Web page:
The other day, a fellow writer posted a question over on SFFWorld.com about chapters. Just what makes up a chapter? What does one put in them? When does one know a chapter begins and ends? How many words go into a chapter?
The poster’s questions got me thinking, so here we are. 🙂
I’m not a biblio-historian, but it seems to me that most books have chapters. And, it also seems that a chapter is what you make it. There is no right or wrong. Just what works and what doesn’t.
I’ve seen short chapters. Long chapters. And, reportedly, there are books with no chapters. I have come across these brilliant observations after a lifetime of reading, and you know what? As a reader, I’ve hardly ever noticed them.
Other than in George R. R. Martin‘s POV (point of view)-centric Ice and Fire Series, where he dedicates each chapter to a specific character, I don’t really notice chapters at all. I believe I would notice if there wasn’t any, because I often stop reading at the end of a chapter, because it used to be a natural breaking point in the story. But not any more.
For those writers following the adage to end a chapter on a “cliff-hanger” (a point at which your heroine is just about to get whacked, or solve a mystery, or discover her lover sleeping with mother, or whatever), I read a few paragraphs into the next chapter and then put the book down.
Either way, whether the reader-me notices the chapters or not, chapters divide the text into manageable chunks.
For me, in the beginning stages of learning how to write a novel, chapters have become convenient containers for elements of my story arc. I follow the three-act story structure with Hook, Backstory, Story Trigger, Crisis, Struggle, Epiphany, Plan, Climax, and Ending. Each of these headings illuminate either a critical point in the story or the building blocks of my story. Once I outline the basic plot and emotional arc of the story, I have to figure out how to get my characters from point A to point B. I do that with Scenes and Sequels. It can all get to be a jumbled mess, so I’ve found it helps to organize my Scenes and Sequels in sections (or chapters) that support each critical point in the story. Nifty how that works, huh?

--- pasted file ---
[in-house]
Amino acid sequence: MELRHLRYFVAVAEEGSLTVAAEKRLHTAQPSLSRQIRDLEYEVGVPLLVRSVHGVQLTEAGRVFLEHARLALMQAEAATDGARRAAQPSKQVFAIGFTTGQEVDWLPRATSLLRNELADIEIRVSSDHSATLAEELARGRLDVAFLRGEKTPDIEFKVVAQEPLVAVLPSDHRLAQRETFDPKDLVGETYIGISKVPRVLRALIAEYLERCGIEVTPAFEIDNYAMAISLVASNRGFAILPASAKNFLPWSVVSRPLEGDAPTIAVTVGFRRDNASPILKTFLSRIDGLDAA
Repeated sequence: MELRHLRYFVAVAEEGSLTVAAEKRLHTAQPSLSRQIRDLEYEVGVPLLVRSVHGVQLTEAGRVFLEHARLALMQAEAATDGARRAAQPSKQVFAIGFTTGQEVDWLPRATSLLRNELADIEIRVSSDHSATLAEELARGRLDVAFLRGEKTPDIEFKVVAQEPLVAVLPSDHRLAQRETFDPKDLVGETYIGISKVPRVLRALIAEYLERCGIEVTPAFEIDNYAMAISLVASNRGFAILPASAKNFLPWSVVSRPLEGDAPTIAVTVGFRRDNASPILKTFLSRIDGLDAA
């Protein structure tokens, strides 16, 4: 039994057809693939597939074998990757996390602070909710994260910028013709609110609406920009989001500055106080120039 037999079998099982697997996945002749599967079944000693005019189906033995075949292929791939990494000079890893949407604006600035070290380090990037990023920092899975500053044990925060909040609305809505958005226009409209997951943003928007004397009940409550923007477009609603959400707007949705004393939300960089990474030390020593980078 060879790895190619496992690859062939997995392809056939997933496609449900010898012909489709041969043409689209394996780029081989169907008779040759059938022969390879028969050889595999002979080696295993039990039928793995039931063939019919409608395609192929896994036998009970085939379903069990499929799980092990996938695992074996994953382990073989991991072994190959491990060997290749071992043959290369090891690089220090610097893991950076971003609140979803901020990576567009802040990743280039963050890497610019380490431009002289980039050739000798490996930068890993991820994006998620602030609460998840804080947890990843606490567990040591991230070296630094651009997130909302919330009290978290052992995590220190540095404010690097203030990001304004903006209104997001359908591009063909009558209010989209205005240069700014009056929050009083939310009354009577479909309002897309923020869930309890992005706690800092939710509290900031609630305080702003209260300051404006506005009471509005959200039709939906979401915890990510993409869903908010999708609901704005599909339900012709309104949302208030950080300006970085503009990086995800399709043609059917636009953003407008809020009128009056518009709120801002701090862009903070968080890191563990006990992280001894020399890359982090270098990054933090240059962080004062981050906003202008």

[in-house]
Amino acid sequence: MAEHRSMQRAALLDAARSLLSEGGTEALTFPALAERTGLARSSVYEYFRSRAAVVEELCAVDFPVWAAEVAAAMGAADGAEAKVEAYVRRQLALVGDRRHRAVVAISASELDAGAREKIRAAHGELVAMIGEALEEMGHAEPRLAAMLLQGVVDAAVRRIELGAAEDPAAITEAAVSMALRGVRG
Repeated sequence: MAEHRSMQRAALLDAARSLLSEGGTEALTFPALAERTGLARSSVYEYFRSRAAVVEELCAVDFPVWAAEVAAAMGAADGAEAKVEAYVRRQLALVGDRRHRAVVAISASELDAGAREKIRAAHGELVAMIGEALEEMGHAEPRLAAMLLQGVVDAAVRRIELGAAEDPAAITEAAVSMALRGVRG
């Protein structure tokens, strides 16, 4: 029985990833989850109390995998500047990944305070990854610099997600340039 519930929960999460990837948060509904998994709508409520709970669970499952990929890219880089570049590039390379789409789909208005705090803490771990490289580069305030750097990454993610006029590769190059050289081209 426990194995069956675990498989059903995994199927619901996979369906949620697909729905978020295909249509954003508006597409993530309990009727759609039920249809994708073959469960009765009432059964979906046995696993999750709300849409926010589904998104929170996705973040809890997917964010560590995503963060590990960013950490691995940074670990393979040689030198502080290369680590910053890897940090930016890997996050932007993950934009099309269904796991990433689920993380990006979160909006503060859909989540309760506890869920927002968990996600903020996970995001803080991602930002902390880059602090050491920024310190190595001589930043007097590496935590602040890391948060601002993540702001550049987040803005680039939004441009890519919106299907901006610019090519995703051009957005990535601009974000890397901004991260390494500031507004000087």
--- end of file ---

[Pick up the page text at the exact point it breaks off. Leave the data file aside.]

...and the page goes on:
And by doing so for me, the writer, chapters also happen to do two things for a reader:
- Build tension, and
- Pace the story.
- Maintain a narrative flow,
- Escalate narrative tension, and
- Keep readers interested.
(I’m into lists at the moment. )
Anyway, his thinking meshes with mine, which is why I linked to his blog and not another. Check it out, then come back for the exciting end of this post.
The Exciting End of This Blog Post
Yes! Chapter titles. Doesn’t that get you excited?
(If it doesn’t, you’re not really a writer.)
Also the other day, J. W. Manus posted about chapter titles or headings. She lamented that books now-a-days don’t have chapter descriptions, and that modern writers are missing opportunities to clue the reader in on memorable story elements.
Oh, I thought, but you haven’t read MY book which not only has chapter titles, but, if I had my way, illustrations!
No, that’s not true. Yet another of my grand delusions. I’d love to include illustrations for each chapter, but all I’ve done is attempt to follow in the rather large footsteps of those that I admire.
You see, in Don Quixote, Mr. Miguel de Cervantes Saavedra divided his epic into Parts with numbered and titled sections. These more or less equate to our modern chapters and they are titled with some ringers. How can one forget Part I, Section VIII with a title like this:
Of the valiant Don Quixote’s success in the terrifying and never-before-imagined adventure of the windmills, with other events worthy of happy remembrance
Or Part II, Section XXV, titled:
Of the adventure of the braying and the entertaining meeting with the puppet-showman, with the memorable prediction of the prophetic ape
Sadly, my chapter titles can not compete with Cervantes’ quantity, but I feel vindicated with my quip chapter titles, because, in his latest book, Carlos Ruiz Zafon only titled his Parts (A Christmas Story, From Among the Dead, Reborn, Suspicion, and The Name of the Hero) and not his chapters.
Anyway, besides helping the reader remember what happened when and where in your story, it can help you as the writer keep track of the overall story arc. And titling your chapters also gives you an opportunity to dazzle your readers with an interesting turn of phrase, a clever (and short) anecdote, or hide a clue to a mystery.
The sky’s the limit. Make your chapters work for you.
So, how do you use chapters in your writing?